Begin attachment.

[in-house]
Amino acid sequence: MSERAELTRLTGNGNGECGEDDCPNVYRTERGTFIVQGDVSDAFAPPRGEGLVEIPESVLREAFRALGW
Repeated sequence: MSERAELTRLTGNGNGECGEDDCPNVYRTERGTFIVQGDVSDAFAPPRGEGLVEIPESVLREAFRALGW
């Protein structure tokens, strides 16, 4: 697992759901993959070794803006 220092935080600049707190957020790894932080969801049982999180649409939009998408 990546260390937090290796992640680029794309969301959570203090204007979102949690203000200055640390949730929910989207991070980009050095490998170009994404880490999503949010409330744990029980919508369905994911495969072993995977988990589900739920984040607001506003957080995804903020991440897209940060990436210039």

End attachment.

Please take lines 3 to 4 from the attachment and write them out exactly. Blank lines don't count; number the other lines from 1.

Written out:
Repeated sequence: MSERAELTRLTGNGNGECGEDDCPNVYRTERGTFIVQGDVSDAFAPPRGEGLVEIPESVLREAFRALGW
């Protein structure tokens, strides 16, 4: 697992759901993959070794803006 220092935080600049707190957020790894932080969801049982999180649409939009998408 990546260390937090290796992640680029794309969301959570203090204007979102949690203000200055640390949730929910989207991070980009050095490998170009994404880490999503949010409330744990029980919508369905994911495969072993995977988990589900739920984040607001506003957080995804903020991440897209940060990436210039």